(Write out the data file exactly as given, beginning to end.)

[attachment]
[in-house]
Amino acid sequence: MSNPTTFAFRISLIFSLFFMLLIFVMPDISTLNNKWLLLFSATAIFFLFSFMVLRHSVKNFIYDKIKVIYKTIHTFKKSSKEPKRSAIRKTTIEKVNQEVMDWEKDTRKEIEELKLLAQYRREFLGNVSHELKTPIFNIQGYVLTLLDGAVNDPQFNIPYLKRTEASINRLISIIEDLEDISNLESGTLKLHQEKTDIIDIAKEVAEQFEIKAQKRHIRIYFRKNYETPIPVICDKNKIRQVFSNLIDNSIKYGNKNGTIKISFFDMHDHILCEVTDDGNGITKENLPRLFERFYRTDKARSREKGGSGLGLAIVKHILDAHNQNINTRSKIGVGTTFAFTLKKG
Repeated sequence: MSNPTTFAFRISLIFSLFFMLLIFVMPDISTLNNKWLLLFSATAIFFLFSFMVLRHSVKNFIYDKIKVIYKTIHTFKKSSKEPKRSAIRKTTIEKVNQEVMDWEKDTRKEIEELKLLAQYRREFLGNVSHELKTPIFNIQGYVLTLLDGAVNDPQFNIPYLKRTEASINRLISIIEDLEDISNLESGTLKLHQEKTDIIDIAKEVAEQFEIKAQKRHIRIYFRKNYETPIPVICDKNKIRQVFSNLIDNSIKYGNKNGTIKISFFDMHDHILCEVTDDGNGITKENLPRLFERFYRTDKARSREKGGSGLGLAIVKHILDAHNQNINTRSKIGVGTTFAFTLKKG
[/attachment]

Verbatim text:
[in-house]
Amino acid sequence: MSNPTTFAFRISLIFSLFFMLLIFVMPDISTLNNKWLLLFSATAIFFLFSFMVLRHSVKNFIYDKIKVIYKTIHTFKKSSKEPKRSAIRKTTIEKVNQEVMDWEKDTRKEIEELKLLAQYRREFLGNVSHELKTPIFNIQGYVLTLLDGAVNDPQFNIPYLKRTEASINRLISIIEDLEDISNLESGTLKLHQEKTDIIDIAKEVAEQFEIKAQKRHIRIYFRKNYETPIPVICDKNKIRQVFSNLIDNSIKYGNKNGTIKISFFDMHDHILCEVTDDGNGITKENLPRLFERFYRTDKARSREKGGSGLGLAIVKHILDAHNQNINTRSKIGVGTTFAFTLKKG
Repeated sequence: MSNPTTFAFRISLIFSLFFMLLIFVMPDISTLNNKWLLLFSATAIFFLFSFMVLRHSVKNFIYDKIKVIYKTIHTFKKSSKEPKRSAIRKTTIEKVNQEVMDWEKDTRKEIEELKLLAQYRREFLGNVSHELKTPIFNIQGYVLTLLDGAVNDPQFNIPYLKRTEASINRLISIIEDLEDISNLESGTLKLHQEKTDIIDIAKEVAEQFEIKAQKRHIRIYFRKNYETPIPVICDKNKIRQVFSNLIDNSIKYGNKNGTIKISFFDMHDHILCEVTDDGNGITKENLPRLFERFYRTDKARSREKGGSGLGLAIVKHILDAHNQNINTRSKIGVGTTFAFTLKKG